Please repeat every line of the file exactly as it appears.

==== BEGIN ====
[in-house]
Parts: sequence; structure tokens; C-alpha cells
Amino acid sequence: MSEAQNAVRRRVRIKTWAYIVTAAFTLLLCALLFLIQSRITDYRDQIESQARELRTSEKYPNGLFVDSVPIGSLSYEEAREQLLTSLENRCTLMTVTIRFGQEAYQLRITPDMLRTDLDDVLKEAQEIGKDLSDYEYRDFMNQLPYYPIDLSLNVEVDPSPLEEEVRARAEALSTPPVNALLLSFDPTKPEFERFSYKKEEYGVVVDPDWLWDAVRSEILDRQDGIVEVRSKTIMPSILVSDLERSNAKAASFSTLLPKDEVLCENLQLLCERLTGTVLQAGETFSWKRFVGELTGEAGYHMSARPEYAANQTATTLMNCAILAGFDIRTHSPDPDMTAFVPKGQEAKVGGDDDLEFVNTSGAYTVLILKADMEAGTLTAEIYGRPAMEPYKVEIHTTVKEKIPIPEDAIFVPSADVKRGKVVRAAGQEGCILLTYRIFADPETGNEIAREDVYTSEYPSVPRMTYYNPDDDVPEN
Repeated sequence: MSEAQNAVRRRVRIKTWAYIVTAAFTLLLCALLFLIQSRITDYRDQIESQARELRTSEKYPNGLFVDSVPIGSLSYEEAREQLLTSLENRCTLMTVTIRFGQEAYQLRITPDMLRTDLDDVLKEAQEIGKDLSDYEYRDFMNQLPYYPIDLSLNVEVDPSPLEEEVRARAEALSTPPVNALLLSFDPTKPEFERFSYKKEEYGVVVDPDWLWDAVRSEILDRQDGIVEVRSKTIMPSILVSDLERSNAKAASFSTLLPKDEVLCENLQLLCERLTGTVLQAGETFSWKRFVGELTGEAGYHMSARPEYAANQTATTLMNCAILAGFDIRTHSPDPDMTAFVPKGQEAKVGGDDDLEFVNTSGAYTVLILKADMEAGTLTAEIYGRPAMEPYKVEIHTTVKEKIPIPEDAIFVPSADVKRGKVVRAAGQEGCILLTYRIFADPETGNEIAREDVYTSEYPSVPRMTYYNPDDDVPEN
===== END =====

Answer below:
[in-house]
Parts: sequence; structure tokens; C-alpha cells
Amino acid sequence: MSEAQNAVRRRVRIKTWAYIVTAAFTLLLCALLFLIQSRITDYRDQIESQARELRTSEKYPNGLFVDSVPIGSLSYEEAREQLLTSLENRCTLMTVTIRFGQEAYQLRITPDMLRTDLDDVLKEAQEIGKDLSDYEYRDFMNQLPYYPIDLSLNVEVDPSPLEEEVRARAEALSTPPVNALLLSFDPTKPEFERFSYKKEEYGVVVDPDWLWDAVRSEILDRQDGIVEVRSKTIMPSILVSDLERSNAKAASFSTLLPKDEVLCENLQLLCERLTGTVLQAGETFSWKRFVGELTGEAGYHMSARPEYAANQTATTLMNCAILAGFDIRTHSPDPDMTAFVPKGQEAKVGGDDDLEFVNTSGAYTVLILKADMEAGTLTAEIYGRPAMEPYKVEIHTTVKEKIPIPEDAIFVPSADVKRGKVVRAAGQEGCILLTYRIFADPETGNEIAREDVYTSEYPSVPRMTYYNPDDDVPEN
Repeated sequence: MSEAQNAVRRRVRIKTWAYIVTAAFTLLLCALLFLIQSRITDYRDQIESQARELRTSEKYPNGLFVDSVPIGSLSYEEAREQLLTSLENRCTLMTVTIRFGQEAYQLRITPDMLRTDLDDVLKEAQEIGKDLSDYEYRDFMNQLPYYPIDLSLNVEVDPSPLEEEVRARAEALSTPPVNALLLSFDPTKPEFERFSYKKEEYGVVVDPDWLWDAVRSEILDRQDGIVEVRSKTIMPSILVSDLERSNAKAASFSTLLPKDEVLCENLQLLCERLTGTVLQAGETFSWKRFVGELTGEAGYHMSARPEYAANQTATTLMNCAILAGFDIRTHSPDPDMTAFVPKGQEAKVGGDDDLEFVNTSGAYTVLILKADMEAGTLTAEIYGRPAMEPYKVEIHTTVKEKIPIPEDAIFVPSADVKRGKVVRAAGQEGCILLTYRIFADPETGNEIAREDVYTSEYPSVPRMTYYNPDDDVPEN